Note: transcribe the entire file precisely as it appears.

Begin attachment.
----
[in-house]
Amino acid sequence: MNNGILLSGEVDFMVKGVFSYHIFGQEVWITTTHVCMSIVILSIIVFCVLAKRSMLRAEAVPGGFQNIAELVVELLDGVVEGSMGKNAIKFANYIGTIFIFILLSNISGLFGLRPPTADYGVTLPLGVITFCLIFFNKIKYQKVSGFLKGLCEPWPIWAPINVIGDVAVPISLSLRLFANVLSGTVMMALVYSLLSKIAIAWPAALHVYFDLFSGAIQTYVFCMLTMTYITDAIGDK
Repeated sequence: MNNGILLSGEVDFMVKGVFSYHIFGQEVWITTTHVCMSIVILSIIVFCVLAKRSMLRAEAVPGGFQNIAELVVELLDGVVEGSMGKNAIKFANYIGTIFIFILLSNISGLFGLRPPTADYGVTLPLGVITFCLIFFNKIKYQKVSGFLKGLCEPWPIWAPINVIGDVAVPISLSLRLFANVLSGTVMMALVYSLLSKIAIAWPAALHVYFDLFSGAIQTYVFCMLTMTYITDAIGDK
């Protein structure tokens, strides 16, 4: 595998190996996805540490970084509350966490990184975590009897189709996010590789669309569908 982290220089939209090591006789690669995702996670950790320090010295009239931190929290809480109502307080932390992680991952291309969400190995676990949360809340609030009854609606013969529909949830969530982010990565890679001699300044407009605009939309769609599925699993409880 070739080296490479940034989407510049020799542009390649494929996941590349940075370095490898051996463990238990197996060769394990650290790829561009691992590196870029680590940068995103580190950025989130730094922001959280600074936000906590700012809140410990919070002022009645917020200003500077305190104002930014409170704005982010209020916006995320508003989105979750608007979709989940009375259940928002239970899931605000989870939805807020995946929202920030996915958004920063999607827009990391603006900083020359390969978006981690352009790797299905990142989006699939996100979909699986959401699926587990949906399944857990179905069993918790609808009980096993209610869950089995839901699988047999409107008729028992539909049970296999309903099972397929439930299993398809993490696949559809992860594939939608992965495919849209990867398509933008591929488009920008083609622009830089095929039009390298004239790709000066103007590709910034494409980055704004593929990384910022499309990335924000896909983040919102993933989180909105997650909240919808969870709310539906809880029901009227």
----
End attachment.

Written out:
[in-house]
Amino acid sequence: MNNGILLSGEVDFMVKGVFSYHIFGQEVWITTTHVCMSIVILSIIVFCVLAKRSMLRAEAVPGGFQNIAELVVELLDGVVEGSMGKNAIKFANYIGTIFIFILLSNISGLFGLRPPTADYGVTLPLGVITFCLIFFNKIKYQKVSGFLKGLCEPWPIWAPINVIGDVAVPISLSLRLFANVLSGTVMMALVYSLLSKIAIAWPAALHVYFDLFSGAIQTYVFCMLTMTYITDAIGDK
Repeated sequence: MNNGILLSGEVDFMVKGVFSYHIFGQEVWITTTHVCMSIVILSIIVFCVLAKRSMLRAEAVPGGFQNIAELVVELLDGVVEGSMGKNAIKFANYIGTIFIFILLSNISGLFGLRPPTADYGVTLPLGVITFCLIFFNKIKYQKVSGFLKGLCEPWPIWAPINVIGDVAVPISLSLRLFANVLSGTVMMALVYSLLSKIAIAWPAALHVYFDLFSGAIQTYVFCMLTMTYITDAIGDK
């Protein structure tokens, strides 16, 4: 595998190996996805540490970084509350966490990184975590009897189709996010590789669309569908 982290220089939209090591006789690669995702996670950790320090010295009239931190929290809480109502307080932390992680991952291309969400190995676990949360809340609030009854609606013969529909949830969530982010990565890679001699300044407009605009939309769609599925699993409880 070739080296490479940034989407510049020799542009390649494929996941590349940075370095490898051996463990238990197996060769394990650290790829561009691992590196870029680590940068995103580190950025989130730094922001959280600074936000906590700012809140410990919070002022009645917020200003500077305190104002930014409170704005982010209020916006995320508003989105979750608007979709989940009375259940928002239970899931605000989870939805807020995946929202920030996915958004920063999607827009990391603006900083020359390969978006981690352009790797299905990142989006699939996100979909699986959401699926587990949906399944857990179905069993918790609808009980096993209610869950089995839901699988047999409107008729028992539909049970296999309903099972397929439930299993398809993490696949559809992860594939939608992965495919849209990867398509933008591929488009920008083609622009830089095929039009390298004239790709000066103007590709910034494409980055704004593929990384910022499309990335924000896909983040919102993933989180909105997650909240919808969870709310539906809880029901009227």